Emma Lazzeri is an Open Science expert at the Italian NREN GARR. On behalf of GARR, she is the Coordinator of the Skills4EOSC project, and she was involved in the EOSC-Pillar project as well as many other different projects and initiatives in the Open Science field. Additionally, she is the Coordinator of the ICDI Competence Centre for Open Science, FAIR and EOSC and she is sitting in different expert groups on Open Science at both national and European level. Her background is Telecommunication Engineering and she holds a PhD in Innovative Technologies from Scuola Superiore Sant’Anna, Italy.
Emma, can you tell us more about GARR’s involvement in Open Science initiatives, both nationally and internationally?
GARR’s main objective is to support the Italian Research and Education community by providing high-performance connectivity and developing innovative services for the daily activities of researchers, professors and students as well as for international collaboration.
GARR is also one of four founding members of the EOSC Association on behalf of ICDI, which it represents as the Italian Mandated Organisation.
From 2019 to 2022 GARR coordinated the EOSC Pillar project, which was based on the idea that setting up a European infrastructure should be linked to national activities. Through the coordination of national initiatives in Italy, France, Germany, Austria and Belgium, the project built a federation of initiatives, developed transnational access, use cases of networks working to implement FAIR data practices and a training platform.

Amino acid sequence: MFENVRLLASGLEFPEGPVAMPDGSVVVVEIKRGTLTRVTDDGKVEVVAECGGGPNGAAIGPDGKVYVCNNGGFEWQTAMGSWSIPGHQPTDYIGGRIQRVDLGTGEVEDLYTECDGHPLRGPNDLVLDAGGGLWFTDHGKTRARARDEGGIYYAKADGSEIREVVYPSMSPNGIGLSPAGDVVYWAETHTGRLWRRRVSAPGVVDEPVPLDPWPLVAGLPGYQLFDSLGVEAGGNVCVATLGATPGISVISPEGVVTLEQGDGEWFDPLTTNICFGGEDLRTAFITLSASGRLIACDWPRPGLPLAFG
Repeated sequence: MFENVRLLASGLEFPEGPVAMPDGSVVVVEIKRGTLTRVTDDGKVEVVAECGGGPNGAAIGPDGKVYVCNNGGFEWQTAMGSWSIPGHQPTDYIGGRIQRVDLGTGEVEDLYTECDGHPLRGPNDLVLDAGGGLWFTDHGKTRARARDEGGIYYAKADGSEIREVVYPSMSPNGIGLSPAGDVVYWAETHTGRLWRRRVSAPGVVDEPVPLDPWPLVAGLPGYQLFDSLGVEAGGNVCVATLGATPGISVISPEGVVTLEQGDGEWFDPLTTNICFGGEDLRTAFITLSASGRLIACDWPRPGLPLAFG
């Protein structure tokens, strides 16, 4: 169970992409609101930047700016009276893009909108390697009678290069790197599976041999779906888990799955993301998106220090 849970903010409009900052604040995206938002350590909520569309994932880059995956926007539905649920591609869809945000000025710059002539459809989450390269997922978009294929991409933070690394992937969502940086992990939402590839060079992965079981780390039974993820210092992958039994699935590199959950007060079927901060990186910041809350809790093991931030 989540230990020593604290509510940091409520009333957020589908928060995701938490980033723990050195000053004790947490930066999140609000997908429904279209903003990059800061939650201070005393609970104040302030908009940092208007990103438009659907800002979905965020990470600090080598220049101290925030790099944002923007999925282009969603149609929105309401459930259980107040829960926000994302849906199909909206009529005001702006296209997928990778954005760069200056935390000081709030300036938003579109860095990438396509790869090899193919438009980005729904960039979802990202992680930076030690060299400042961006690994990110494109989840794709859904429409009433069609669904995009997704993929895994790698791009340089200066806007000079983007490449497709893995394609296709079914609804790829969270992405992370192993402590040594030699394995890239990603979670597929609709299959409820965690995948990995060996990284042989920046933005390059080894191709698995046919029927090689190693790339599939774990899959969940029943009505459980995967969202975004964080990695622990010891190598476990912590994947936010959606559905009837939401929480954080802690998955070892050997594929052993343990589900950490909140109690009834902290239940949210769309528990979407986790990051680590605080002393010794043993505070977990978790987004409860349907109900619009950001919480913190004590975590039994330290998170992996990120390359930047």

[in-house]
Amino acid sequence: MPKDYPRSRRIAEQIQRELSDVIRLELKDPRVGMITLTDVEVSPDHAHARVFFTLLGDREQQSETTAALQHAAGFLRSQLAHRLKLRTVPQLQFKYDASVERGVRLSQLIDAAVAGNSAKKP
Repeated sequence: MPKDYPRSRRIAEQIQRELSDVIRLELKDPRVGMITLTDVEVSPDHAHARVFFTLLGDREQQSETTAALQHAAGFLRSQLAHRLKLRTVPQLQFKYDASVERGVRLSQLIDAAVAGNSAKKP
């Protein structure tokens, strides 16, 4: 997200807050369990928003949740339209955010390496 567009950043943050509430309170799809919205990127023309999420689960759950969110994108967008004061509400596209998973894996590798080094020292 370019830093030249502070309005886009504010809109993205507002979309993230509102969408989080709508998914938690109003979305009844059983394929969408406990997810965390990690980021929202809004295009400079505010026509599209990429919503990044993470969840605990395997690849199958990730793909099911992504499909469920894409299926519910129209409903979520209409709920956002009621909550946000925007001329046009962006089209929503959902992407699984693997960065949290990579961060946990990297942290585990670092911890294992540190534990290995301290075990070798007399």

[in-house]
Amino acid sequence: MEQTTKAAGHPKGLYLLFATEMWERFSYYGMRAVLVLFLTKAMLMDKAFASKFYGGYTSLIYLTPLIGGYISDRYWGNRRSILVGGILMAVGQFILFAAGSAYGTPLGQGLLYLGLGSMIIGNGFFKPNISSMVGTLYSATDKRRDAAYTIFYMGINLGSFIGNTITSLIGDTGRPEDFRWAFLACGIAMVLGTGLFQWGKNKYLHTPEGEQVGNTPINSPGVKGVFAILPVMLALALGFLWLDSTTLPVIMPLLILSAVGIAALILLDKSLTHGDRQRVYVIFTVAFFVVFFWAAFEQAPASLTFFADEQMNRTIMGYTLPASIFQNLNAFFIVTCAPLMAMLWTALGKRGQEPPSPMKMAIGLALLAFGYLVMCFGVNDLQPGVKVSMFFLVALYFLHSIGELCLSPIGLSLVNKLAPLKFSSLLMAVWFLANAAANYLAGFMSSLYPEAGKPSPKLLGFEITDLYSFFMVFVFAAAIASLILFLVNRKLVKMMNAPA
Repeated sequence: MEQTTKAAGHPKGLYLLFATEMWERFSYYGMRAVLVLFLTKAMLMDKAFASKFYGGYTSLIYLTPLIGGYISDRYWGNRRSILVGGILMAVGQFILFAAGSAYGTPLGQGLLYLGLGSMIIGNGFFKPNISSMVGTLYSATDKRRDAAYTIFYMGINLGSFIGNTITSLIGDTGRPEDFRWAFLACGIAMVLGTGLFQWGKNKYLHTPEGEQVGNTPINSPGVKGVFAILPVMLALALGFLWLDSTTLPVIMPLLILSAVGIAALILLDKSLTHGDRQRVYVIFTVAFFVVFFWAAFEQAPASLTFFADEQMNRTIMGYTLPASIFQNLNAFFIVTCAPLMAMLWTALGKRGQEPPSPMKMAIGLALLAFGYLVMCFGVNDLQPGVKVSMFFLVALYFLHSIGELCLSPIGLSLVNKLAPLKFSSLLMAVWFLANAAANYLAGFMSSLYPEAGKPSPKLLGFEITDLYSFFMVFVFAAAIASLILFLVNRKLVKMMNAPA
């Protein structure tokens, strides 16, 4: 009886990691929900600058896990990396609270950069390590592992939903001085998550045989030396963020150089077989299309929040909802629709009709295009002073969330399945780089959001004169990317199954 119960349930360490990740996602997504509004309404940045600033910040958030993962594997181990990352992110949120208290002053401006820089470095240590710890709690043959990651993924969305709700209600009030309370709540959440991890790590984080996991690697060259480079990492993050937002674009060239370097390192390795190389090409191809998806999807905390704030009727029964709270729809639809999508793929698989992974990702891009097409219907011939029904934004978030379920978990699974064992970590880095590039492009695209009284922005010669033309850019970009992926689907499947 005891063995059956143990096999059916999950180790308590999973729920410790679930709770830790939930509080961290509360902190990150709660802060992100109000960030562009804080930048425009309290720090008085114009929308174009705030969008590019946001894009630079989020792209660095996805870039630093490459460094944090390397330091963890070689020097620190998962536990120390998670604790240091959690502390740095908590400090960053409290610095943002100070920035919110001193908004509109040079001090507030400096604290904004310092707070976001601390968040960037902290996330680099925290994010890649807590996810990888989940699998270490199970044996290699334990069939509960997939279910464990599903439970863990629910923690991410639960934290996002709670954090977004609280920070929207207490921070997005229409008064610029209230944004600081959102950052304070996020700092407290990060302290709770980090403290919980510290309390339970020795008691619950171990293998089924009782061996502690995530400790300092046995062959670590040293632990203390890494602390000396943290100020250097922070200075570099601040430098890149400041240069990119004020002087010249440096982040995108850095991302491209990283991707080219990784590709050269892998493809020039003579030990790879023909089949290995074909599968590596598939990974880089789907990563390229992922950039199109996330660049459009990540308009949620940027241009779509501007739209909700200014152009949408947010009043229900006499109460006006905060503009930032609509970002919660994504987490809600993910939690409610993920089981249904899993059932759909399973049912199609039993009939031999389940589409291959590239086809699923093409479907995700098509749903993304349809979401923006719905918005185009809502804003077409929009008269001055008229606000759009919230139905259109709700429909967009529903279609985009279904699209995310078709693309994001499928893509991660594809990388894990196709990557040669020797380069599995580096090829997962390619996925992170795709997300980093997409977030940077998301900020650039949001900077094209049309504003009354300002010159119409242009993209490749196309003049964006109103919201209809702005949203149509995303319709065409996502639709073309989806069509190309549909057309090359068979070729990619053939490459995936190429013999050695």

Currently, GARR coordinates the Skills4EOSC project, “Skills for the European Open Science Commons: Creating a Training Ecosystem for Open and FAIR Science” (2022-2025).
Specifically, what is GARR doing to support the Italian research community in the implementation of Open Science?
As mentioned, GARR is representing the Italian community in the EOSC Association on behalf of ICDI. Within ICDI, GARR is coordinating the Italian Competence Centre (ICDI-CC) on Open Science, FAIR, RDM and EOSC. Created in 2020, the ICDI-CC consists of a network of more than 60 national experts that provide training, support and other activities for the Italian community.
The ICDI Competence Centre is one of the key drivers for Open Science in Italy. By pooling the competences available within research institutions, universities and thematic and cross-discipline research infrastructures, the Competence Centre aims to act as a single national reference point for:
- providing support, consultancy and training activities on Open Science, FAIR principles and EOSC.
- fostering the integration of Open Science in the daily practice of different stakeholders, through the acquisition of skills and awareness raising on its positive effects.